colonic

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Related to colonic crypt: crypts of Lieberkühn, intestinal gland

co·lon·ic

(ko-lon'ik),
Relating to the colon.
Farlex Partner Medical Dictionary © Farlex 2012

colonic

adjective Referring to the colon.

noun See Colon therapy.
Segen's Medical Dictionary. © 2012 Farlex, Inc. All rights reserved.

co·lon·ic

(kō-lon'ik)
Relating to the colon.
Medical Dictionary for the Health Professions and Nursing © Farlex 2012

Patient discussion about colonic

Q. How is colon cancer diagnosed?

A. thank you lamsophie, great answer...

Q. how successful is the treatment of removing the colon? Are there any people who have had their colons removed successfullly? What other treatment options are there and how successful are they?

A. colon removal is a treatment for various situation, usually a last resort treatment...when anything else just wouldn't or couldn't work.
it's "success" as a treatment depends on the cause. i can tell you that this is the area that absorbs B12 and bile and most of the water, so expect a shortage of that three. in the water and bile case- expect watery stool...
sorry all that doesn't seem such a nice state but when Dr. come to the point they have to do it- there must be a good enough reason.

Q. Is colon cancer hereditary? My uncle died of colon cancer and as I've been having some unexplained problems these days- of vomiting etc I'm really afraid I may have it as well. Is it hereditary? What are the first symptoms?

A. Thank you Bianca for your answers! helped a lot...this is a great site!

More discussions about colonic
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References in periodicals archive ?
Normal colonic crypts consist of mainly three types of cells based on their location in the crypt.
Bacterial species found within the crypt, as identified by 16S sequencing, and fluorescent in situ hybridization (FISH) of murine colonic crypts, indicate the predominance of bacteria capable of aerobic metabolism, including species of Acinetobacter and Proteobacteria [5].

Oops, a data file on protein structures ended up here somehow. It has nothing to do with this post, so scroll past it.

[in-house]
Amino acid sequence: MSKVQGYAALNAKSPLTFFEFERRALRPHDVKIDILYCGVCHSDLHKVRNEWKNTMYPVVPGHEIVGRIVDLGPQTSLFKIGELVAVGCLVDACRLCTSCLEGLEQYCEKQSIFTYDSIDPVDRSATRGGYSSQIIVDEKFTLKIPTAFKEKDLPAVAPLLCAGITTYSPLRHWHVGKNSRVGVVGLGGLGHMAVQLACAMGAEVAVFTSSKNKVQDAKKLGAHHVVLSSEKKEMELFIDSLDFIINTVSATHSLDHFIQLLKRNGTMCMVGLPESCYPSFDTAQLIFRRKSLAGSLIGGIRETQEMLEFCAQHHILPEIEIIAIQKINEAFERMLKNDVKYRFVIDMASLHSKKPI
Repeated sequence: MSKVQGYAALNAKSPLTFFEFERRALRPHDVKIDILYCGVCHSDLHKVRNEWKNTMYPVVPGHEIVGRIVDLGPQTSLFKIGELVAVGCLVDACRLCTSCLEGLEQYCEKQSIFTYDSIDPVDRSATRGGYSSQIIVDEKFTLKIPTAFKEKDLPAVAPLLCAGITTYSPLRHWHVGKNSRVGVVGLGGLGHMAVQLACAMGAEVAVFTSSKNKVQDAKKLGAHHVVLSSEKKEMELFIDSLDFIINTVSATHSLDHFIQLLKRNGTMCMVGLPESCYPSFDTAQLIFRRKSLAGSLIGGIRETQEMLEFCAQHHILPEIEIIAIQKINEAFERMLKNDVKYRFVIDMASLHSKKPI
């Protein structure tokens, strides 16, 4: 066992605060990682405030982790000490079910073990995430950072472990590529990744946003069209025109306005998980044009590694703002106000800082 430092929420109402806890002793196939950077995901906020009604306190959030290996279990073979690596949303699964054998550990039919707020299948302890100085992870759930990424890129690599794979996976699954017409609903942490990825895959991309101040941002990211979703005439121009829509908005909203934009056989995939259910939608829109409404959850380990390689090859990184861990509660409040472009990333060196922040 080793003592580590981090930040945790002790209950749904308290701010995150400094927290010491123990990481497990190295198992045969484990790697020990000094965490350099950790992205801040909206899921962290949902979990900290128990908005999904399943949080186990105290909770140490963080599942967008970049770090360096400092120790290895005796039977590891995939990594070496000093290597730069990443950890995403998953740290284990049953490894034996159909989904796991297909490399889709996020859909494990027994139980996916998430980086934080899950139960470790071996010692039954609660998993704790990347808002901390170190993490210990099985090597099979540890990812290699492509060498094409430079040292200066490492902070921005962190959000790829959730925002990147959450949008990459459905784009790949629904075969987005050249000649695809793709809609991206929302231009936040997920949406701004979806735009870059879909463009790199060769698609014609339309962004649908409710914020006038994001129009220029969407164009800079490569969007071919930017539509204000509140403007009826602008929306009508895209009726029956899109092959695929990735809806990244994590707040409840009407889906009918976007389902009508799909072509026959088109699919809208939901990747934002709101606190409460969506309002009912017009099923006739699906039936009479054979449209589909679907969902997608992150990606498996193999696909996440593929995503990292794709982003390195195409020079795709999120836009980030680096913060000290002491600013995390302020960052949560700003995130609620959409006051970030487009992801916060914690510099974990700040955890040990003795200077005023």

CDH17 (A) and CDX2 (B) stained full-length colonic crypts. C, CK20 stained the upper half of colonic crypts.
Our findings show that shortening of colonic crypts in bowel segments excluded from the fecal stream is an early event in the development of diversion colitis in our murine model.
Dynamic balance between cell production at the base and cell death at the surface of the colonic crypts is precisely regulated by a number of physiological endogenous factors.
In a 1973 study by Kaye et al, (9) the authors found that when compared to the normal progressive maturation of cells in colonic crypts, "the hyperplastic epithelium exhibits a similar progression, the primary difference being that most of the morphological features of maturing and mature cells are found either lower in the crypt or in exaggerated form at the same level of the crypt when compared with normal mucosa in the same colon." A year later, Hayashi et al (10) used electron microscopy to show that the cells on the surface of hyperplastic polyps looked hypermature and demonstrated a decreased rate of migration in cells from base to surface when using autoradiography.
In at least 70% of cases, the colonic crypts associated with perineuriomas are lined by serrated epithelium similar to that of microvesicular hyperplastic polyps (25, 27) (Figure 3).
Acute ischemic lesions of the colon show superficial mucosal necrosis that may spare the deeper portions of the colonic crypts. The remaining crypts typically have a withered or an atrophic appearance.
The tumor cells fill the lamina propria and spread apart the colonic crypts (Figure 1, A and B).
The belief that some neoplastic precursor lesions in IBD may show basal crypt dysplasia, with surface maturation, is not surprising given that precursor stem cells and transient amplifying cells have been identified in the bases of the colonic crypts, as seen in BE, and these cells are presumed to be most susceptible to neoplastic alteration.